Then there’s Tangerine, which is a trans film of a different color. Indie filmmaker Sean Baker, who would go on to shoot The Florida Project two years later, got the film community’s attention when he shot this feature entirely on three iPhone 5s smartphones. No, the moviegoer isn’t required to watch this film on a tiny screen, though it will never be mistaken for Cinemascope. Tangerine tells a sordid but affecting slice-of-life story about a day in the life of an African-American transgender hooker named Sin-Dee Rella who plies her trade on the seedy streets of L.A. Just out of the slammer on Christmas Eve, she’s looking for the pimp who’s apparently cheating on her with a cisgender woman. Meanwhile her best buddy is trying to drum up business for a late-night singing gig, and a sad-sack immigrant Armenian cab driver is struggling to deal with his wife, his infant daughter, and his harridan of a mother-in-law. Somehow they all wind up in a late-night donut shop, where what happens is either very sad or very funny or both. In any case, it seems quite real: or about as real as L.A. on a sultry Christmas eve.  

Thursday, September 5, 2019

Valerie Harper: Savory Ham on Rye?

Who could resist Valerie Harper? At the start of the 1970s, on the always hilarious Mary Tyler Moore Show, she was Rhoda Morgenstern, the best buddy whose self-deprecating wit and funky style made for a vivid counterpoint to the girl-next-door charm of Mary Richards,. Mary was of course played (by series star Mary Tyler Moore) as a bubbly Midwesterner, a would-be broadcast journalist cursed with the perennial desire to be nice. Her pal Rhoda, a window-dresser by trade, is a blunt New York transplant who bemoans the size of her hips (well, next to the reed-like Mary, anyone would look chubby) as well as her failures on the dating scene. Niceness—as opposed to datelessness—isn’t something Rhoda worries much about..

Part of Rhoda’s unique appeal is that, in a series set in Minneapolis, she’s at least a tiny bit East Coast ethnic. Not that her apparent Jewishness goes much beyond her name  Still, she adds to Mary’s white-bread allure a nice slice of pumpernickel, or maybe even corn rye. So beloved was she on the Mary Tyler Moore Show that the show’s production company, headed by MTM’s husband Grant Tinker, got the bright idea that Rhoda should head her own series. He enlisted the same veteran comedy writers (James L. Brooks and Allan Burns) who’d given the Mary Tyler Moore cast such great things to say. The writers posited that now Rhoda has returned to her native Upper East Side, where she’s living with her parents Nancy Walker and Harold Gould. There’s a fair amount of Jewish shtik (much favored in that era, but slightly distasteful now – are you listening, Mrs. Maisel?), and Rhoda’s Mary Tyler Moore buddies drop in from Minneapolis to help her adjust. I even recall a direct comic steal from the famous opening of Mary Tyler Moore in which our Mary, ready for life in the big city, exuberantly flings her tam into the air. Rhoda tries this in Times Square, only to have the hat flop to the sidewalk. Oh well!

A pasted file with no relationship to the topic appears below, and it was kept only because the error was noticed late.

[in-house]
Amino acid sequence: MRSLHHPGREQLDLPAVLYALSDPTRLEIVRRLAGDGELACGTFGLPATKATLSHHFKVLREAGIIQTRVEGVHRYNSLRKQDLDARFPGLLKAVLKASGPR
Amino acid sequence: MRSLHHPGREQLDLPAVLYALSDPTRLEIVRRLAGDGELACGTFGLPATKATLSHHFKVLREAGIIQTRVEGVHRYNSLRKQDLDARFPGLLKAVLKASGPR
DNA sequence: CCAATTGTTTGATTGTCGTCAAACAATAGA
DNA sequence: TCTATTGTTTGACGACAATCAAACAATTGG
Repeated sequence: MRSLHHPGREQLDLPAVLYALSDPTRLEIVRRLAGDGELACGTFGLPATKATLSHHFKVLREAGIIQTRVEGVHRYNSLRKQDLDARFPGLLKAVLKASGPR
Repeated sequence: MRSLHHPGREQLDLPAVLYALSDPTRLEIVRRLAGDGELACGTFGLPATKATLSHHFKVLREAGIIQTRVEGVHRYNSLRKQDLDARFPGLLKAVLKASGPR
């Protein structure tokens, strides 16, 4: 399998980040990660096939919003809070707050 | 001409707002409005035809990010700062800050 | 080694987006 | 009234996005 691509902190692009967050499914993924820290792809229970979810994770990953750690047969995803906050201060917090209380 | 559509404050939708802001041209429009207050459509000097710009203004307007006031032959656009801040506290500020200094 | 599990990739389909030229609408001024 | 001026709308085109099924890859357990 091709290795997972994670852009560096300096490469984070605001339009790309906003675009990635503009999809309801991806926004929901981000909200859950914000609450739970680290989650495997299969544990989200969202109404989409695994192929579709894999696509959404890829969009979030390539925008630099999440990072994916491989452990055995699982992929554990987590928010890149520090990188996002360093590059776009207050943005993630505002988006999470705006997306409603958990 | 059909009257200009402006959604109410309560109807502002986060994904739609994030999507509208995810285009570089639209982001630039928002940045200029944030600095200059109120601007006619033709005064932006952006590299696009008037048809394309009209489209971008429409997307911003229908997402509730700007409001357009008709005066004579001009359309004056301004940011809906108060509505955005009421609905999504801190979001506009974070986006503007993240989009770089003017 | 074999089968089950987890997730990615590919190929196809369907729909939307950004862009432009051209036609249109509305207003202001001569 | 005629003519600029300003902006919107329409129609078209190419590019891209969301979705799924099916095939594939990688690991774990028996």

Rhoda lasted five years, so I wouldn’t consider it a disaster. But many of us who set viewership records watching Rhoda get married were bound to be disappointed. A domestically contented Rhoda was not the Rhoda we knew and loved. Ironically, it fell to her sidekick, the sister played by Julie Kavner, to channel all the insecurity that had helped us identify with Rhoda herself. Kavner, who for years has earned a nice paycheck as Marge Simpson, has a great adenoidal voice, and it was easy to accept her as a Rhoda in the making.

One personal story: when I was working for Roger Corman at New World Pictures, director Monte Hellman needed an actor to play the sidekick of Warren Oates in Cockfighter. Since I was helping with casting, he asked me to call in Richard Shull. I looked through the era’s casting bible, couldn’t locate a Richard Shull, but spotted the name Richard Schaal, which certainly sounded similar. I knew who he was: Valerie Harper’s spouse, and a veteran of improv theatre. So I booked him for an interview, and he showed up at our scruffy offices, very excited. Only to be told, alas, that he wasn’t the New York guy Monte had in mind. Rarely have I felt so sorry for a stranger: it was 1973, Dick was wed to one of TV’s brightest stars, and he clearly was desperate to show off his own talents. So it goes in Hollywood—no wonder the marriage didn’t last. And I’ve never stopped feeling a wee bit guilty.